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Litigation: Lost in translation

How the Supreme Court can change the landscape of awarding costs

The Supreme Court reconvenes this week to begin its 2011-2012 term. While the docket is full of well-publicized cases, the less heralded case, Taniguchi v. Kan Pacific Saipan, LTD, 633 F.3d 1218 (9th Cir. 2011) may have an untold impact on the extent to which courts can award prevailing parties their litigation costs. The Supreme Court granted certiorari to resolve a circuit split among the 6th, 7th and 9th Circuits regarding whether district courts can use 28 U.S.C. § 1920(6) to allow a prevailing party to recover the money spent for translating documents into another language. However, if the court addresses the reasoning that underlies Taniguchi, the potential impact of the case can reach well beyond the victor recouping its costs for using an interpreter; it can affect how parties conduct discovery as a whole.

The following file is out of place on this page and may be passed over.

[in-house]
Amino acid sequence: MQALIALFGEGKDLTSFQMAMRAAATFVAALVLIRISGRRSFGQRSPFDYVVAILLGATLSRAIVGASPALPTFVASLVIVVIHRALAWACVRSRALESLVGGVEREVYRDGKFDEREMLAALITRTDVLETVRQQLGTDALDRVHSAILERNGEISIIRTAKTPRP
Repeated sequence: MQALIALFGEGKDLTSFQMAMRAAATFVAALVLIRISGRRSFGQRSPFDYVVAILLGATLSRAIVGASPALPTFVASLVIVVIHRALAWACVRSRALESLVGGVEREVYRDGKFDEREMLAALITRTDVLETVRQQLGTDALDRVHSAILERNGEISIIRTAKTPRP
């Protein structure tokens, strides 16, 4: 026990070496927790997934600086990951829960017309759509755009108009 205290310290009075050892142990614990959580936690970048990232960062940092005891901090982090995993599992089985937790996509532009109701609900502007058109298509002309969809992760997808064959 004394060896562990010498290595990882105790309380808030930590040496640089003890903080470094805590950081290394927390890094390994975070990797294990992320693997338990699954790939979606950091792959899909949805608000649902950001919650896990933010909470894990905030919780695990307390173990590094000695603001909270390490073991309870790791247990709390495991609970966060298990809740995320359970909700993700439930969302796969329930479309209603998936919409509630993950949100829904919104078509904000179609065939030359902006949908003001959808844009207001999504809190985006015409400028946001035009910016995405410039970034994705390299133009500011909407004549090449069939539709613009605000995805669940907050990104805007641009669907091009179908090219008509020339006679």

Taniguchi arose out of a general slip-and-fall. Taniguchi, a professional Japanese baseball player, fell through a wooden deck while on Kan Pacific property and suffered several torn ligaments. Because the injuries precluded him from playing professional baseball, Taniguchi was forced to breach his baseball contract. In an attempt to recover his lost wages, he sued Kan Pacific for negligence, ultimately losing when the court granted Kan Pacific summary judgment. Adding insult to injury, the court awarded Kan Pacific costs incurred for translating Taniguchi’s baseball contract, as well as other documents, from Japanese to English. The court relied on § 1920(6) for the authority in making its decision. Taniguchi appealed the award.

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Matthew Ingber

Matthew Ingber is a litigation partner at Mayer Brown.

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